That suggests a generosity not only of time and art but of spirit. Kell is not merely sharing his talents but also his difficult experiences and his heart. "I've always tried to draw something positive out of when these things happen, whether it was my daughter's passing or my father's passing," he said. "And we share these things with other people."

Read More About “We Share These Things With Other People”: “Moondances Chapter One” CD Release Party, August 28 At The Redstone Room...

All Business: The Afterdarks, July 24 at the Redstone Room
Written By: Jeff Ignatius
Section: Music

Category: Feature Stories

2009-07-23 16:49:19

The Afterdarks

The Quad Cities psychobilly trio The Afterdarks wants to make an impression. The weapon of choice is a new 31-track CD - a collection of songs from the group's beginnings in 2003 to now, largely recorded by the current lineup.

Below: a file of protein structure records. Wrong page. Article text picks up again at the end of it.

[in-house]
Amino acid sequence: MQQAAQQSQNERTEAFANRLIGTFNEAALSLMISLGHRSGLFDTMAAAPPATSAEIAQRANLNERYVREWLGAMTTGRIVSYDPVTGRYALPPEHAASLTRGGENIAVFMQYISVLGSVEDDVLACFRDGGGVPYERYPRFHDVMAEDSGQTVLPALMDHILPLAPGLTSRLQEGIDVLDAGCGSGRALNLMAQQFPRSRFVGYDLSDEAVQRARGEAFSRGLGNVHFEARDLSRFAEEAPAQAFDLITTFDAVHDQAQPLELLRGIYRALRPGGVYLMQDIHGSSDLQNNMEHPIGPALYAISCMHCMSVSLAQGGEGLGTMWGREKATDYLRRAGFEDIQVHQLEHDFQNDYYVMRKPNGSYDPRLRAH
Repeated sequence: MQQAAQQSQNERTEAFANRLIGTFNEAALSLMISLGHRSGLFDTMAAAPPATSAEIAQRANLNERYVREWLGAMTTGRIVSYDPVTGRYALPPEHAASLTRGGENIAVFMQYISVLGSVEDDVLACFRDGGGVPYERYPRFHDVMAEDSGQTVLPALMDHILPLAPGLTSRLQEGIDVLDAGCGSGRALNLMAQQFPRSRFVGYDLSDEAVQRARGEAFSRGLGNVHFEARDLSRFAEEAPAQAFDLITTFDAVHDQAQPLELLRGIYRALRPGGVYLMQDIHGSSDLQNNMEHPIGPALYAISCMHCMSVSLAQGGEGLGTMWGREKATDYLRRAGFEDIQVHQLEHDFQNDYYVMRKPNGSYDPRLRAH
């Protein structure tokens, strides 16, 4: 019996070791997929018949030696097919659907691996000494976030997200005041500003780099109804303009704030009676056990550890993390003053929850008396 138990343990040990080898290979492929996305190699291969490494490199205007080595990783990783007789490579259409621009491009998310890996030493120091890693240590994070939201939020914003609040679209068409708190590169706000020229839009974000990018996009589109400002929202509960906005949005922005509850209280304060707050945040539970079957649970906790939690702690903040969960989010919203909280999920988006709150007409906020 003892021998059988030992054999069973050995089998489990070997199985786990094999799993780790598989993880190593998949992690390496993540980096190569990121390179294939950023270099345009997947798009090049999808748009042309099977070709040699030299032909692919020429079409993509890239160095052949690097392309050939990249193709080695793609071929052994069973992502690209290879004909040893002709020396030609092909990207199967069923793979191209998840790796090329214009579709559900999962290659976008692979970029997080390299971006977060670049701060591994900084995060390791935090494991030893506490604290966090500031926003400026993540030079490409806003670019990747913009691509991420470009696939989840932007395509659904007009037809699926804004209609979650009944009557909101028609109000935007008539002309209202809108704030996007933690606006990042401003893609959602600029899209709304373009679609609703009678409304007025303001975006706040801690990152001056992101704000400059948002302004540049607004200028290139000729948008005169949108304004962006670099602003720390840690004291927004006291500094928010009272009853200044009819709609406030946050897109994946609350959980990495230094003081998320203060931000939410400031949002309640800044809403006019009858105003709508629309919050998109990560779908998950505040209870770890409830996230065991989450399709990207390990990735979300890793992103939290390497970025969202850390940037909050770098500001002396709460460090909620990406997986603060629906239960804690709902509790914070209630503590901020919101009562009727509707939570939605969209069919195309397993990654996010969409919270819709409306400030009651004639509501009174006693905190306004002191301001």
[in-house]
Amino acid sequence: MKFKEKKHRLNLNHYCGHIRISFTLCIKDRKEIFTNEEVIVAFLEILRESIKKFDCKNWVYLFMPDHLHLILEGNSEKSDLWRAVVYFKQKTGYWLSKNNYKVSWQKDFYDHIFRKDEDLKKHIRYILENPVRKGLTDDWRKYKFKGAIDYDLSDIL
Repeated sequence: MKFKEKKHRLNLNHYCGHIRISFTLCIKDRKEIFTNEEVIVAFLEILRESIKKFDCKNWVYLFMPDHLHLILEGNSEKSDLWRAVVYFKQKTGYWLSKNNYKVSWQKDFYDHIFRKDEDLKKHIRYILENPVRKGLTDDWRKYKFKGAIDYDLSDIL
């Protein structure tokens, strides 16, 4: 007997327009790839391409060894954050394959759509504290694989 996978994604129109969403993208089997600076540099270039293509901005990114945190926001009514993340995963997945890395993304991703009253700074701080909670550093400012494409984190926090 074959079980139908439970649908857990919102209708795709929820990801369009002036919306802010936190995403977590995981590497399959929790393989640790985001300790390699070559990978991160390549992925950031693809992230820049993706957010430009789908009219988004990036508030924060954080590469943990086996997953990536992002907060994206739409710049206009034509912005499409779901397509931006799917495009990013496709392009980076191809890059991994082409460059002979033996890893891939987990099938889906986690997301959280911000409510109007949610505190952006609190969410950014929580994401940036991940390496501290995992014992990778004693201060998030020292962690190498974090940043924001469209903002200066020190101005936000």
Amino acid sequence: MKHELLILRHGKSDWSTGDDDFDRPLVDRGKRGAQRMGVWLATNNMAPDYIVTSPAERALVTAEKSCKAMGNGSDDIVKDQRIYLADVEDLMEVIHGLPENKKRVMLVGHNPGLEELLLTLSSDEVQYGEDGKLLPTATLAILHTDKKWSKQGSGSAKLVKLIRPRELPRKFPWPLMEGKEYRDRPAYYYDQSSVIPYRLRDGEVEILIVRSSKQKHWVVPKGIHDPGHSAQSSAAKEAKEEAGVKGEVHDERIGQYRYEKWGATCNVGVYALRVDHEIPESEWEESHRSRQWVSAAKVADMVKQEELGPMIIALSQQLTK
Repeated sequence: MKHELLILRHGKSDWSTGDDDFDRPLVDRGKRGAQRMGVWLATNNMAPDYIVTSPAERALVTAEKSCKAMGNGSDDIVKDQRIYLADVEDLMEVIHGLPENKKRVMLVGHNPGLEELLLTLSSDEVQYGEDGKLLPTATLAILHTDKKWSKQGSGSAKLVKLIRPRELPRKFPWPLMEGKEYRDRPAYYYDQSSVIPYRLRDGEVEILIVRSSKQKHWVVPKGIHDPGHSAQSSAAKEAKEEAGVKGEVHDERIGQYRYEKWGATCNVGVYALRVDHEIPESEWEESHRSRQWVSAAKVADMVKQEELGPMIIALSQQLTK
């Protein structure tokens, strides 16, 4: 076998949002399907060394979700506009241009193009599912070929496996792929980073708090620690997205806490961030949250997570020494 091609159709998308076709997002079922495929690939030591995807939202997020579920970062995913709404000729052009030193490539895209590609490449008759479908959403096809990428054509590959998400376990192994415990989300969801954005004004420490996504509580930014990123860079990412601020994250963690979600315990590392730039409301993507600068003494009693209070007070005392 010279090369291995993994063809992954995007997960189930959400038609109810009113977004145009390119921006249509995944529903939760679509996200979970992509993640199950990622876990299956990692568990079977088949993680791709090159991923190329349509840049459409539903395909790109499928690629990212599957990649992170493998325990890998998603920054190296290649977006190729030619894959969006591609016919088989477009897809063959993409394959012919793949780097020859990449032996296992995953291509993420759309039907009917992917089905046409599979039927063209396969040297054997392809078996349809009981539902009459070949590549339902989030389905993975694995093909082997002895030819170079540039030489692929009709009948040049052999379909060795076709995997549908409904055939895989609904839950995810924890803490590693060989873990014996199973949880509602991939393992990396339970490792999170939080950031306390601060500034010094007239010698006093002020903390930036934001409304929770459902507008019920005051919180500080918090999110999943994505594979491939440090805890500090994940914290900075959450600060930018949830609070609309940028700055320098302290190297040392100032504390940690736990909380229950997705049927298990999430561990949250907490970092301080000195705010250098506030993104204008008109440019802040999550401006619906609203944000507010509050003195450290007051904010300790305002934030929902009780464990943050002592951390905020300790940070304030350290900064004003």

There could have been even more. "Thirty-one's all we could fit," said guitarist/singer Jake Cowan, who gave a practical reason for the jam-packed recording: "Rather than take five albums and try to sell them individually, just re-record them, kind of fine-tune them, and put them on one album, and take one album on the road to sell."

The larger aim, said singer and bassist Joe Robertson, is to show record labels and music venues that the band is serious - that it can do more than lay down a handful of demos, that it knows how to pump out product.